The Division on Aging administers two services introduced in 2002 to broaden the City's outreach to its older citizens. One program, the Senior Companion Caregiver Program, acknowledges the growing trend of younger family members who often must take on the responsibilities of caring for older, ailing relatives and the difficulties that undertaking presents. The other program, The Senior Injury Prevention Program in conjunction with the Berkeley Fire Department, identifies elders who often live alone and have no one else to turn to when they become ill or injured.
The Senior Companion Caregiver Program
The Senior Companion Caregiver Program at the South Berkeley Senior Center provides culturally considerate services for all in a predominantly African American senior community. Senior Companions are matched with a Caregiver/Care-Receiver pair and provide a variety of vital services. The results are impressive. In the first nine months of operation, four Senior Companion volunteers and one part-time, bilingual staff person delivered 140 outreach contacts, 244 information and assistance contacts, 511 hours of respite, 116 hours of visiting with caregivers, 69 hours of homemaker services and three placements.
Services are primarily provided to South and West Berkeley residents, in part to address the health disparities in previously underserved African American and Latino households. Currently, additional funding is being sought to expand the program throughout all of Berkeley based on this community-based model. The City of Oakland's Senior Companion Program and the Center for Independent Living are key partners in this collaborative venture. The City of Oakland's program provides ongoing training to Berkeley-based Senior Companions in addition to administrative support such as the dispensing of travel and meal stipends. The City of Berkeley's Senior Companion Caregiver Program also provides valuable training and comprehensive assessments in collaboration with the Center for Independent Living, long known for their work in the disabled community.
For more information please call the South Berkeley Senior Center at (510) 981-5170.
The Senior Injury Prevention Program
During the spring of 2002, the City of Berkeley’s Fire Department together with the Division on Aging and Health, Housing & Human Services launched an exciting collaborative Senior Injury Prevention Program.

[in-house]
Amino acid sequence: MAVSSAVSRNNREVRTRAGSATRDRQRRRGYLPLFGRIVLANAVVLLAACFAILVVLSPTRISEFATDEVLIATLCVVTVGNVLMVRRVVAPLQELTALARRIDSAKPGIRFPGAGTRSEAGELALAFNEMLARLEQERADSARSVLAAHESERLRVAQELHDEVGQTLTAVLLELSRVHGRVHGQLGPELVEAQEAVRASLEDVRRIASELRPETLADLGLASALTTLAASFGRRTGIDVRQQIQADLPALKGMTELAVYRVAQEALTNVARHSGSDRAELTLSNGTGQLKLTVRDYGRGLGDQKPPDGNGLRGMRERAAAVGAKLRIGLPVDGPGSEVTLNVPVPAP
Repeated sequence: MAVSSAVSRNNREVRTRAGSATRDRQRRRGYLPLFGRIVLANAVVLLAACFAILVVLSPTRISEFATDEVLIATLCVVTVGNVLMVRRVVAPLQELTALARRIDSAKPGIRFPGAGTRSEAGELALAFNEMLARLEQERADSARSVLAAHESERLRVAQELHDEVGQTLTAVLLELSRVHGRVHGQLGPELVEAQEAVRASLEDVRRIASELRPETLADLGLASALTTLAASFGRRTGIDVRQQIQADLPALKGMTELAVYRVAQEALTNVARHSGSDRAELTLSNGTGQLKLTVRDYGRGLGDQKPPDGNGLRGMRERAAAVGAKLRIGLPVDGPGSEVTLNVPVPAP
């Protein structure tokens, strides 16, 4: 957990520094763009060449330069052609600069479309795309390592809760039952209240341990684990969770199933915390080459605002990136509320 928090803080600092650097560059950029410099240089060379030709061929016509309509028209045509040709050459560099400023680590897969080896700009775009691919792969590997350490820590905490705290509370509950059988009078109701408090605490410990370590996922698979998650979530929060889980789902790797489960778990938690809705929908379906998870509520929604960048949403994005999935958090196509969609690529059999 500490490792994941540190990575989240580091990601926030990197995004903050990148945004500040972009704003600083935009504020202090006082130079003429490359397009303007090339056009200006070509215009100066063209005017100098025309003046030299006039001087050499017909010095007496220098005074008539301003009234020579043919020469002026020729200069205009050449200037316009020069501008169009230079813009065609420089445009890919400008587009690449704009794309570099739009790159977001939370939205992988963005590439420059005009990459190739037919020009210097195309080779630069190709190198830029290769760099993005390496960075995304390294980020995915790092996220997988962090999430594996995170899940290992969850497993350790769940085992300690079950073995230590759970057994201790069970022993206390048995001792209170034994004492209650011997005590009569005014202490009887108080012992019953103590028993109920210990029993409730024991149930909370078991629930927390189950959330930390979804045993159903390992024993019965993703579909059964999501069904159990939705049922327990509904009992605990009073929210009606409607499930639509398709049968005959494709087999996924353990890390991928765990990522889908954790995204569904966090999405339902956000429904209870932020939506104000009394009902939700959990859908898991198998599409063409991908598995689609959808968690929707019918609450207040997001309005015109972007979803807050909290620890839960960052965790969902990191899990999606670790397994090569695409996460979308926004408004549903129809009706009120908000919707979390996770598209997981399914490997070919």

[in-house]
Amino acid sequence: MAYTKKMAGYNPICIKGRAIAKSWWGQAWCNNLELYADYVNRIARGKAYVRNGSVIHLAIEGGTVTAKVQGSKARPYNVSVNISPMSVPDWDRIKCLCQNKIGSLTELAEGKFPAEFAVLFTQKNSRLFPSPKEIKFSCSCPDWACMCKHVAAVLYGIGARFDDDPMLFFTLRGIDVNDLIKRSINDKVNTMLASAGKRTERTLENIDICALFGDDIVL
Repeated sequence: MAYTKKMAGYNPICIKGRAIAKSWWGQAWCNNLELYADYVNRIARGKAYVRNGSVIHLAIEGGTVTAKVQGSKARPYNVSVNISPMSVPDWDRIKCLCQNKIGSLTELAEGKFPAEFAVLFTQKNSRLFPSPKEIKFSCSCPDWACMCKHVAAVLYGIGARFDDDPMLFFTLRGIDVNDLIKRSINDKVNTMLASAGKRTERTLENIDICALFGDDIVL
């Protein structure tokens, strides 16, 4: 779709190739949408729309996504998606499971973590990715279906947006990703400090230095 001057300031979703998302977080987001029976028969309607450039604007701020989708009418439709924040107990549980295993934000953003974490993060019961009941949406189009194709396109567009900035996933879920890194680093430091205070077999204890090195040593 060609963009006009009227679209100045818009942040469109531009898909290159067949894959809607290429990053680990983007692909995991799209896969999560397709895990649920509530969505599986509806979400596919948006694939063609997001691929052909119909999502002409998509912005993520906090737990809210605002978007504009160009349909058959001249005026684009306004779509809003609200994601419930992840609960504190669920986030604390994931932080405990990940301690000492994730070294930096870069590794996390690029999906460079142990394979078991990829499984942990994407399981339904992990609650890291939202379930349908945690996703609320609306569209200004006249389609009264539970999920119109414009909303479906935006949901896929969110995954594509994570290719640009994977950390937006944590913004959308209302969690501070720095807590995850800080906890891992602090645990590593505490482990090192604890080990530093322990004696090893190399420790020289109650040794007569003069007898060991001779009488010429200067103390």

Senior Injury Prevention is a Public Health issue that addresses identifying older adults at risk and then targeting assistance to them that will help the senior to maintain their independence and quality of life. When a senior’s independence, mobility or mental outlook is impacted by poor health or limited resources, the older adult can end up in a downward spiral that may lead to institutionalization or death. In the United States, one out of every three persons over the age of 65 years falls each year, and two-thirds of those who fall do so again within six months. Among people over the age of 65 years, falls are the leading cause of injuries and injury deaths. The prevention of falls is multi-faceted and includes physical activity, proper nutrition, adequate hydration, medication management, assessment of vision, removal of tripping hazards in the home, adequate lighting, and the reduction of substance abuse/misuse.
The City of Berkeley’s Senior Injury Prevention Program consists of four phases:
Education of front-line Fire Department staff who make referrals about vulnerable older adults in the community to the Division on Aging. Division on Aging staff at the North, South or West Berkeley Senior Centers provide a follow-up assessment to the older adult.
The Resident Emergency Information form is distributed to seniors and includes information such as any current medical condition that is vital to first responders in the event of an emergency. The form is completed and affixed to the inside of the medicine cabinet or the back of the bathroom door.
Presentations to Senior groups by Fire Department and Division on Aging staff about injury prevention and home safety.
Education about geriatric health concerns to fire department staff.
During the first six months of this collaborative program, 32 cases have been referred by the Fire Department to the Division on Aging. Of the 32, seven were fall victims; others had various health challenges including dizziness, weakness, and disorientation. Nine of the referrals have gone into long term care. Four cases have been referred to Adult Protective Services. Many of the referrals do have some family or paid care-giving available to them; however, the level of assistance is inadequate for their current needs. All referrals or their family members have received information and assistance from the Division on Aging on a variety of services that are available through the City of Berkeley or other organizations that serve older adults.
As one participant who was referred to the Division on Aging by the Fire Department said, "…when the firefighter asked me if I’d like someone to call me from the Division on Aging, I never believed that I would actually hear from someone. I was sure surprised to learn about all of these services!"